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I have no idea if anyone at ESPN actually ranks people.  There’s talk of it.  Like, “Yo, Klara Bell, you do your rankings yet?”  “No, did you?”  Then Cockcroft makes farting noises with his armpit.  All I ever see at ESPN is consensus rankings.  I have to figure out how to do this “consensus” thing.  Talk about a nice way to avoid taking any blame for anything.  “Hey, man, sorry about Andrew McCutchen being ranked so high this year, but these are ‘consensus’ rankings.”  Let’s turn to a conversation between two random fantasy baseballers.  “Cockcroft has said he doesn’t like Cano this year.”  “But ESPN has him 34th overall.”  “Yeah, doesn’t apply when talking about Cockcroft.”  “So, when does it apply?”  “When talking about ESPN.”  “But Cockcroft is at ESPN”  “Yeah, still doesn’t apply.”  “Can you explain that?”  “Nope.”  Then heads explode.  Consensus rankings are done by committee.  Only thing ever done better by committee is jerk seasoning.  Now, while you might think ESPN’s rankings have a ton of jerk seasoning, they are just an indecipherable mess.  But why bring up all of this when I’m about to take a blowtorch to Yahoo’s 2017 fantasy baseball rankings?  Thanks for asking, clunky expositional question!  Yahoo has consensus rankings, but they also show their work.  Each ‘pert is accounted for in their rankings.  This is already much better than ESPN.  You can at least see what Pianowski, Funston, Behrens and Triple D are thinking individually.  This, of course, doesn’t mean I agree with all of their rankings, but at least I can point to how they came to their consensus.  Anyway, here’s where my 2017 fantasy baseball rankings differ from the 2017 Yahoo fantasy baseball rankings:

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As I begin to prepare my projections and rankings for the 2017 season, I like to look back on the previous season’s attempt to not only assess my work, but also to learn how I can do better next time. Projecting statistics in any sport is a tedious and arduous task. The variables, formulas and algorithms are constantly changing and if you don’t adapt with them, your results will lose their precision and accuracy. However, I’d like to make one point blatantly clear, projections are nothing more than calculated guesses. Some are better than the next, but none are even close to perfect.

Let’s see how I fared with my 2016 efforts. For all positions I will provide the following six numbers: projected points, actual points, projected rank, actual rank, projected points per plate appearance and actual points per plate appearance. I am including points per plate appearance because it helps put a player’s projections vs performance into perspective when they’ve missing time due to injury. For pitchers I’ve replaced points per plate appearance with points per start. I’ve also included a column showing the percentage by which my points projections were off. Any player with an “n/a” listed in this column is because that player spent at least 30 days on the disabled list.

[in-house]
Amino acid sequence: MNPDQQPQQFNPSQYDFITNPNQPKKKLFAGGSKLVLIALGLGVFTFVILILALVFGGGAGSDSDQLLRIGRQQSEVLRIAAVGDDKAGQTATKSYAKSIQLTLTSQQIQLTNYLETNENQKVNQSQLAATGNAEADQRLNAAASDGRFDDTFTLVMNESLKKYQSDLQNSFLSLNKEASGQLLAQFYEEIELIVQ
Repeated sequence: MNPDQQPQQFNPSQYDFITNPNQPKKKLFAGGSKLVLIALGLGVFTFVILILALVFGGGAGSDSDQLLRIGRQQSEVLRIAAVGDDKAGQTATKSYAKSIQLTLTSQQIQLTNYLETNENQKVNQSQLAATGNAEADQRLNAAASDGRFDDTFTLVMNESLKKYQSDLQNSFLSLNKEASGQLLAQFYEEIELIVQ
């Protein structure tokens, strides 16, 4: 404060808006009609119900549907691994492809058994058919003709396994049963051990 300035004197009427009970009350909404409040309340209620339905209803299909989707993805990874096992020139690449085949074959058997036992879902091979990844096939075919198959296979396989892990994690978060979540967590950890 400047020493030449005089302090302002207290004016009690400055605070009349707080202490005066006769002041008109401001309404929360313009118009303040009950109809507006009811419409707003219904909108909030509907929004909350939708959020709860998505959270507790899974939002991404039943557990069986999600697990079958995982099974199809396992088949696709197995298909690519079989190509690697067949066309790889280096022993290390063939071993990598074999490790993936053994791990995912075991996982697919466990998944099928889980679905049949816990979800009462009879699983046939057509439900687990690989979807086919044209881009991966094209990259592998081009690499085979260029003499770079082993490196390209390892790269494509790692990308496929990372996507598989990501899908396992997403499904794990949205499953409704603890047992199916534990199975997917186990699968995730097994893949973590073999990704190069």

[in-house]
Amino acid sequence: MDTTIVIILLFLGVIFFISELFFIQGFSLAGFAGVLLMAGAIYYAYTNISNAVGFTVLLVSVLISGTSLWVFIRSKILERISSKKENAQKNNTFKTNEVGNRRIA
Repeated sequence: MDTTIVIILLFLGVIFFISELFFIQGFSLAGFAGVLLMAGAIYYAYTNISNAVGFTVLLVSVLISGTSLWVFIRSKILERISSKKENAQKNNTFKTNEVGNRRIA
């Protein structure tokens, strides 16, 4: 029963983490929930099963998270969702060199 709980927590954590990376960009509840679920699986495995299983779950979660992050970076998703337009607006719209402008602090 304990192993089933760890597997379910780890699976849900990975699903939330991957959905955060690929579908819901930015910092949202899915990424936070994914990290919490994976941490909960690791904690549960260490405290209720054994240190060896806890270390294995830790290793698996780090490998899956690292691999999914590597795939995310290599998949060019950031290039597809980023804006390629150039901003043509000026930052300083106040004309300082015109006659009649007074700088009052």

Lastly, a quick note about the rankings listed in this post. These rankings are based purely on points. This season I plan to provide additional rankings that allow me to adjust them based on three important factors: intuition, gut and my sporadic conversations with Nostradumass.

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One word about this top 100 for 2017 fantasy baseball, before I give you another 5,000 words.  I’m going to avoid repeating myself from the position rankings in the 2017 fantasy baseball rankings.  If you want to know my in-depth feelings about a player, then you need to go to his positional page, i.e., the top 20 1st basemen for 2017 fantasy baseball, the top 20 outfielders for 2017 fantasy baseball, the top 20 Gucci handbags for 2017– Ah, I almost got you.  This post is meant to give you an idea where guys from different positions are in relation to each other.  Since this post is only the top 100, there’s more players where this came from.  416 more, to be very exact.  Next up, there will be a top 500 that will go to 516.  Then, after that, there will be a top 7,500, then a top 25,000, then a top 600,000, until we end up with a top kajillion in April.  Or maybe I’ll stop at the top 500.  Yeah, that makes sense.  Not to get all biblical on you, but this is the gospel.  Print it out and take it to Mt. Sinai and it will say, “Win your 2017 fantasy baseball league, young prematurely balding man.”  Projections were done by me and a crack team of 100 monkeys fighting amongst themselves because there were only 99 typewriters.  Somebody please buy Ling-Ling his own typewriter!  Anyway, here’s the top 100 for 2017 fantasy baseball:

Please, blog, may I have some more?